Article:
Sisson Waywiser

This waywiser has a wooden frame, and a dial of silvered brass with the usual scales, one for poles and furlongs and the other for miles. The "J. Sisson LONDON" signature refers to Jonathan Sisson (c. 1690–1749) or his son, Jeremiah Sisson (1720–1783).
A waywiser consists of a large wheel that can roll along a level surface, and a dial that registers the distance traveled. The wheel usually measures 8.25 feet in circumference, such that 2 revolutions are equal to 1 pole. The larger hand on the dial makes one sweep per mile (320 poles or 8 furlongs). The shorter hand indicates the number of miles traveled. Waywisers became popular in England in the 18th century, and were still in use in the United States in the late 19th century. They were was also known as perambulators.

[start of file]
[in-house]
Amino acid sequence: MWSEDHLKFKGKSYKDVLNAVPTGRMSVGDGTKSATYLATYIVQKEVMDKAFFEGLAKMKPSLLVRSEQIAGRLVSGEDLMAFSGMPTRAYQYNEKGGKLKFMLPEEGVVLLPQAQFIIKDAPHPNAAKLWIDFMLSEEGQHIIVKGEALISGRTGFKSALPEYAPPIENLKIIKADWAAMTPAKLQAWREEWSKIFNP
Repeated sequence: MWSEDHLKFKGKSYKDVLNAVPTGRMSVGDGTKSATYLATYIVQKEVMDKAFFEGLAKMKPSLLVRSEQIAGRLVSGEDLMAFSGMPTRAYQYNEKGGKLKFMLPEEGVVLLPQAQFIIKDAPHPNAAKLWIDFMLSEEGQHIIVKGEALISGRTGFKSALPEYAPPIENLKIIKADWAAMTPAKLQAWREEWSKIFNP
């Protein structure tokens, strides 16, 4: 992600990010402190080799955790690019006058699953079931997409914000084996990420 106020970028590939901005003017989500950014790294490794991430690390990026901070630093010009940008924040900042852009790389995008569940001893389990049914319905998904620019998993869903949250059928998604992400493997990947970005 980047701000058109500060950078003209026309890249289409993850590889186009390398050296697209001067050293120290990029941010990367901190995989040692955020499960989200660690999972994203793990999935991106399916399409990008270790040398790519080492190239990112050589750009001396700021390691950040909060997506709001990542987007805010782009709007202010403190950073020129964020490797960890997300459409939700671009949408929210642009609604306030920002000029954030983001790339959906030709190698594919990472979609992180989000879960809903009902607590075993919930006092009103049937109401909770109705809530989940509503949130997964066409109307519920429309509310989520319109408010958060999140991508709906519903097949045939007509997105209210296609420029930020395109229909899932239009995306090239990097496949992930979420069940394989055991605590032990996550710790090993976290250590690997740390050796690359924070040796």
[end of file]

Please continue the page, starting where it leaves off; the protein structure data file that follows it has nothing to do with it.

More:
Ref: Jane Insley, "Odometer," in Robert Bud and Deborah Warner, eds., Instruments of Science (New York and London, 1998), pp.423–424.
Object Name
Sisson, Jonathan
place made
United Kingdom: England, London
ID Number
catalog number
accession number
catalog number
Measuring & Mapping
Surveying and Geodesy
See more items in
Medicine and Science: Physical Sciences
Surveying and Geodesy
Data Source
National Museum of American History, Kenneth E. Behring Center

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